Let’s not confuse Gauge R&R with process capability.  I have found this to be a common point of confusion.  Process capability has nothing to do with Gauge R&R.  Once you have determined that a gauge is capable (repeatable and reproducable with an acceptable measurement error), then that gauge can be used to access process capability.  Obviously, the larger the sample size, the more accurate the assessement will be.

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#90928

Doc
Participant

No confusion here.
The denominator of the %GR&R metric IS an estimate of process variation – the very same variation that is used to assess process capability. In most GR&R studies it is a very poor estimate. A poor estimate of the process variation (due a small or poorly selected GR&R sample) could have a dramatic affect on the %GR&R metric.
If the process variation is underestimated, the user might spend unnecessary effort to improve the measurement system’s resolution. If the process variation is over estimated, the user might think their measurement system is OK, when it is not. Which is worse??
My point was that, if available, a large-sample estimate of the process variation should be when calculating the %GR&R metric.
Yes, to do this a user would essentially have to do the process capability study BEFORE doing the GR&R.   Radical eh??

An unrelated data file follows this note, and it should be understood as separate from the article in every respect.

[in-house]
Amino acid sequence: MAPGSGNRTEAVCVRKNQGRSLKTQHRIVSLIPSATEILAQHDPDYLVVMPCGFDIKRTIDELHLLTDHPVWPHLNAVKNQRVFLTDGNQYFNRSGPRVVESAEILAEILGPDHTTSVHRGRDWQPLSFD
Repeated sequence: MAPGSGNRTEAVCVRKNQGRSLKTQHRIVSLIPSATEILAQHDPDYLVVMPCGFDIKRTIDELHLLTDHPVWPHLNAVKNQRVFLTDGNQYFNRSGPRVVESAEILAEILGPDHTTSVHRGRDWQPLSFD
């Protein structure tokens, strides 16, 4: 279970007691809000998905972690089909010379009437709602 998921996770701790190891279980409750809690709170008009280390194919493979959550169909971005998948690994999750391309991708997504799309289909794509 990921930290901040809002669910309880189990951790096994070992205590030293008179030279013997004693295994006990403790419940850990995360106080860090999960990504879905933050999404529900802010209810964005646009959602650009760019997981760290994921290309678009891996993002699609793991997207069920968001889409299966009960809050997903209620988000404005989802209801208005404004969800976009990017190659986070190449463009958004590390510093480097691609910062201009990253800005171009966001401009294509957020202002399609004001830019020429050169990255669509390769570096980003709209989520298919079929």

The user would then use the the results of the GR&R to assess the validity of the capability study. If the measurement system proves inadequate, then it should be fixed/improved and then a new capability study must be completed.
It may seem backwards from what is usually taught, but it is the only way to ensure a valid MSA, which is necessary to ensure a valid process capability assesment

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#90929

Reinhold Toerek
Participant

I agree with your statements.  However, to conduct a MSA with large sample sizes proves to be very costly.  The Gage R&R indices of % Tolerance and % Study would give information as to whether or the not gauge tested is adequate for each case.  If  % Tol is good and % Study is not good, one conlusion would be that the process is running much tighter than the allowable tolerance.  Maybe not a bad thing.  Maybe you don’t need to measure that close.  If however the % Study is ok, and the % Tol is not, then the process is running wider than the allowable tolerance and the gage may be able to be used to measure differences in the wide varying process.  Once the process variation is reduced, the gauge may no longer be useful.

In any event, I do agree with your comments.  My only point is that one can determine quite a bit of information with smaller sample sizes.  Gauge R&R’s are very time consuming to conduct and thus are very costly.  Process capability assessment can be easily done with data once the R&R is done.

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#90931

ROSS
Member

Hello!
I have got great information from your feedback. But, I still do not know how to get typical samples in r%r study clearly, how do your get your samples in your r%r study to make it typical and present process variation enough? Thank you very much!